We started pulling our l988 25 ft A/S tt with a 1999 1500 suburban. Five years ago we acquired our GMC 2500 turbo-diesel(duramax). It's great, has seating for 6, crew cab has folding back seat for extra dry cargo.

I live in Tampa and would be glad to help you pick-up your trailer and let you experience first hand the Duramax. Incidentally, this is a good time to get a hefty discount on any unsold 2012 models of Chev, GMC, or Dodge trucks.

Feel free to PM me at Pat
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Old 01-29-2013, 02:46 PM   #5
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Dude - you are really out of date. The market for SUV's has been to down size and go to unibody. That started about 5 or 6 years ago. The SUV market is really not targeted at people that want to lug around 30' trailers with over 800lbs. of down force at the bumper.

Lol - I would like to tow with my Honda Accord.

But no - I 'need' a dreaded truck. A machine that is designed and built to lug heavy trailers around. If you have your heart dead set against a truck that now rides nice, has heated and cooled seats, sat radio, is comfortable, carries 5 people, gets better mpg than an SUV, and oh, by the way can also tow your trailer then:

Look at ...humm, let me think....humm, maybe the pre uni-body big SUV's. Ford Excursion, Expidition, maybe the heavy duty vans from Chevy or Ford.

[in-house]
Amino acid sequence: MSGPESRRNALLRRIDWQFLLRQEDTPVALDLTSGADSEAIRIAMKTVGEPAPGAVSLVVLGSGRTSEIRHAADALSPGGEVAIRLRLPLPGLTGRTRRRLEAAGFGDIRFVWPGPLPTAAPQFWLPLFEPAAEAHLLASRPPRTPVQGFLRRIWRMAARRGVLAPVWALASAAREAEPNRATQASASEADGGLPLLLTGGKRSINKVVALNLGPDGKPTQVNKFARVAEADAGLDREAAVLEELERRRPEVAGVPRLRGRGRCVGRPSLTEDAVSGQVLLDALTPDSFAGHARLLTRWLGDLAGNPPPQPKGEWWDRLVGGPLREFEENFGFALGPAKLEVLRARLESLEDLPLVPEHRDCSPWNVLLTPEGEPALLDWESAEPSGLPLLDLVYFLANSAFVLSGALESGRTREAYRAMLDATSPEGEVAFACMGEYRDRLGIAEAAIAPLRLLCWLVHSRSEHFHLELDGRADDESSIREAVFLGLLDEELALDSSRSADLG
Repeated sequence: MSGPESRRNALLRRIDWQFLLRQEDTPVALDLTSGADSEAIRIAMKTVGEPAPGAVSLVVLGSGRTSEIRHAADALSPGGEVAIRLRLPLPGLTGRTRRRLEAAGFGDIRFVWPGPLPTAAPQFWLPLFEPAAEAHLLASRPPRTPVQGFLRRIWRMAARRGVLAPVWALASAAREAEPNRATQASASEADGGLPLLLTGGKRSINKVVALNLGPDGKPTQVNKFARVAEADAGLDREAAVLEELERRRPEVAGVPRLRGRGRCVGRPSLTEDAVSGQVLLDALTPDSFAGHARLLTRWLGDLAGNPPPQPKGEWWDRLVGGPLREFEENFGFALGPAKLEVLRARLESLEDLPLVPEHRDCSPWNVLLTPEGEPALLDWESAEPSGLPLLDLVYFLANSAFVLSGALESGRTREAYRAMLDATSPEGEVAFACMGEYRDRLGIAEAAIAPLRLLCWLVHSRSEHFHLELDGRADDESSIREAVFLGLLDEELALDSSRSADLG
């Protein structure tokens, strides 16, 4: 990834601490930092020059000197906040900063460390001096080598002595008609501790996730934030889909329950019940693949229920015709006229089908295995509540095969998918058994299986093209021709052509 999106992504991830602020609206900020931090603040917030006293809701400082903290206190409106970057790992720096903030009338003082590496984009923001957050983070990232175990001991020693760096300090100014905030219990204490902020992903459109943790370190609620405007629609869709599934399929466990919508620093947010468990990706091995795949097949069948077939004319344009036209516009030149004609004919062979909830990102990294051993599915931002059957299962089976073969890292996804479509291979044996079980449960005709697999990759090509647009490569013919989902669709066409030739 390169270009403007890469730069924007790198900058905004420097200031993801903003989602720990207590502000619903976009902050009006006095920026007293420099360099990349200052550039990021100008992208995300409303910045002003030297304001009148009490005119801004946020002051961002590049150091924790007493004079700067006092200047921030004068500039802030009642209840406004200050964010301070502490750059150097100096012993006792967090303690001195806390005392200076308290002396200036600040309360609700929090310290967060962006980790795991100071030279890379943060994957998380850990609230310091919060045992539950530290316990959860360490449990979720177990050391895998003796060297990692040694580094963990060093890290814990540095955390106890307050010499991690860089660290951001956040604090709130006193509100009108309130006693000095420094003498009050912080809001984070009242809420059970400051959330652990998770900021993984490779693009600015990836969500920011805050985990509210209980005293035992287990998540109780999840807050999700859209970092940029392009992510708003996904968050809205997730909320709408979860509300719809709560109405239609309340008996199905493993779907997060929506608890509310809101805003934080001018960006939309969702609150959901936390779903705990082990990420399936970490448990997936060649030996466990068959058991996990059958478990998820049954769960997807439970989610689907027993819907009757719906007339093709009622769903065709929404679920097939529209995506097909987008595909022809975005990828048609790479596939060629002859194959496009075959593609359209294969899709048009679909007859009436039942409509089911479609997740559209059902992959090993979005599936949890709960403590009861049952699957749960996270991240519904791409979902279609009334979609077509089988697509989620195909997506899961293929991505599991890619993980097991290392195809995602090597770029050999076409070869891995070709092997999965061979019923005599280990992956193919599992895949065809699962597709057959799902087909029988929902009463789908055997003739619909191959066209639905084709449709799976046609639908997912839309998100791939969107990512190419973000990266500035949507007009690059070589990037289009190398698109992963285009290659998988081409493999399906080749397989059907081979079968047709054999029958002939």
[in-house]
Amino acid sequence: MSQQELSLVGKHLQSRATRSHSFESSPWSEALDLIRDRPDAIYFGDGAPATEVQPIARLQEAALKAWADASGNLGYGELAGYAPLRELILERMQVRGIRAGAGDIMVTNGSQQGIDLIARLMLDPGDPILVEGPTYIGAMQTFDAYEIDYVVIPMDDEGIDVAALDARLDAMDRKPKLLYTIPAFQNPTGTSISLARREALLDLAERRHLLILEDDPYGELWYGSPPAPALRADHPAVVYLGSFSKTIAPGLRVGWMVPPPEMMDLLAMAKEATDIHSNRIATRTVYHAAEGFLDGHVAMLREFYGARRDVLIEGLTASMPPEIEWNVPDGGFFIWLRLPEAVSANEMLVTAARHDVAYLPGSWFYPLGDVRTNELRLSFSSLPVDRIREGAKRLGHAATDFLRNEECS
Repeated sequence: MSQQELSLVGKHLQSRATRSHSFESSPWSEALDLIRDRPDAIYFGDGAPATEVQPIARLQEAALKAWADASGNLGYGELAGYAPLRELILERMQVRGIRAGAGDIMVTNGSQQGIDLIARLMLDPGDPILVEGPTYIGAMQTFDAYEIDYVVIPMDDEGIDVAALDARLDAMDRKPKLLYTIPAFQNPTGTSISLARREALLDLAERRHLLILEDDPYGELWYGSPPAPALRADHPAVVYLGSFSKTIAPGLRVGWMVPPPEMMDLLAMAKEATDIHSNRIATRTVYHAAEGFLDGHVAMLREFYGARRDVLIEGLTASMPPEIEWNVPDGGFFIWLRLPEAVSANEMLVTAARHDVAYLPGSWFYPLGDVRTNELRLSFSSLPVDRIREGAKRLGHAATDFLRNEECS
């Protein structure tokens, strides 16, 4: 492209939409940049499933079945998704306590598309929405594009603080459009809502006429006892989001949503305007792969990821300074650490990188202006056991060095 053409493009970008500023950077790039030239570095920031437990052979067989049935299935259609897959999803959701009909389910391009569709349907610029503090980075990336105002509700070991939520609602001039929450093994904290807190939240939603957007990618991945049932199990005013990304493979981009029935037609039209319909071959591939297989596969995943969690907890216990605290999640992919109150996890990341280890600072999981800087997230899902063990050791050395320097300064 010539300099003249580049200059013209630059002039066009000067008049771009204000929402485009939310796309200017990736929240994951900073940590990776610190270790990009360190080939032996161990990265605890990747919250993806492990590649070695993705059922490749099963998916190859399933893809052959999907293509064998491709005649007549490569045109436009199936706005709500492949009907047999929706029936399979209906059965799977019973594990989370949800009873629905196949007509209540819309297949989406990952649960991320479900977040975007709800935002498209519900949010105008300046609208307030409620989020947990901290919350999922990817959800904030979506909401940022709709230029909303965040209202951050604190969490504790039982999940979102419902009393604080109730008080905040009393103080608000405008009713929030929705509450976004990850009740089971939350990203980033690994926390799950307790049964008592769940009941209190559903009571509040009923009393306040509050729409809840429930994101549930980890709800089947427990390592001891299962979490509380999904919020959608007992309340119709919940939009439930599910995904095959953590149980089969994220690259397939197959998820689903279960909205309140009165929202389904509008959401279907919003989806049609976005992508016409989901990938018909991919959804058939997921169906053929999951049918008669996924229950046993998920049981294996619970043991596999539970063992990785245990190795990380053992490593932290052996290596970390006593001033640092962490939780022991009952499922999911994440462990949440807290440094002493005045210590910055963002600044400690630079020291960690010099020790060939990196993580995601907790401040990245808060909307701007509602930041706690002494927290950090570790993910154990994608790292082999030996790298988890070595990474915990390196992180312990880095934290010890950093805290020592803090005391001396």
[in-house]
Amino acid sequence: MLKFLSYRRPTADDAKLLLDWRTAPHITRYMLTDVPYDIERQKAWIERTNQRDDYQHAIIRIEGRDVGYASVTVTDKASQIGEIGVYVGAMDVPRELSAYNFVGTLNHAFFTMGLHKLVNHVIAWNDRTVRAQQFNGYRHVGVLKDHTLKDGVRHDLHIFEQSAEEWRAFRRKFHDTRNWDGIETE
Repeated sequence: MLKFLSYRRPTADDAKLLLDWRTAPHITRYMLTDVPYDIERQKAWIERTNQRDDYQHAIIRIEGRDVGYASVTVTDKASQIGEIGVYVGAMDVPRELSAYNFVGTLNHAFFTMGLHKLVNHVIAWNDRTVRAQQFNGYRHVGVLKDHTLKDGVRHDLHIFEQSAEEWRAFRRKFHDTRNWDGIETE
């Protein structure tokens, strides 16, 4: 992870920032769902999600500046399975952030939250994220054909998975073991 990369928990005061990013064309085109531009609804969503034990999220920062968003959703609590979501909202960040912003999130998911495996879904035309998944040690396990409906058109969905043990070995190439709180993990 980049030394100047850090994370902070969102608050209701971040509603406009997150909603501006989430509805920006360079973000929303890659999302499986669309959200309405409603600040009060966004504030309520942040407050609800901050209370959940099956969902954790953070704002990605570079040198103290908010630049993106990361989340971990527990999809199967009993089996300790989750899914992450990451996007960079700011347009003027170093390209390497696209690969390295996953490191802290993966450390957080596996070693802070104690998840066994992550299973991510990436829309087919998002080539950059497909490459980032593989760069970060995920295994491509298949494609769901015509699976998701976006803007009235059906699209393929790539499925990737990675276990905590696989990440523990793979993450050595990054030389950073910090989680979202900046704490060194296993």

There really are not many SUV's anymore that I have seen that can carry the hitch weight.

Good luck.
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Old 01-29-2013, 03:05 PM   #6

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Oh no here we go....

I see a trip to C eh n eh d eh on the horizon, eh

"We are all here on earth to help others; what on earth the others are here for I don't know."
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Old 01-29-2013, 03:27 PM   #7
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If you can afford a new 30-foot Airstream, I don't understand why you would now scrimp on the tow vehicle. Personally, I'd just buy a 3/4-ton crew cab pickup and be done with it.

If you want a good in-town commuter with excellent fuel economy (characteristics that don't exist in a vehicle that can satisfactorily tow a 30-foot Airstream), then buy a Prius, too. That way you'll get the both of best worlds, heavy-duty towing capability and excellent city handling and mileage, attributes that you won't find in a single vehicle.
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Old 01-29-2013, 03:47 PM   #8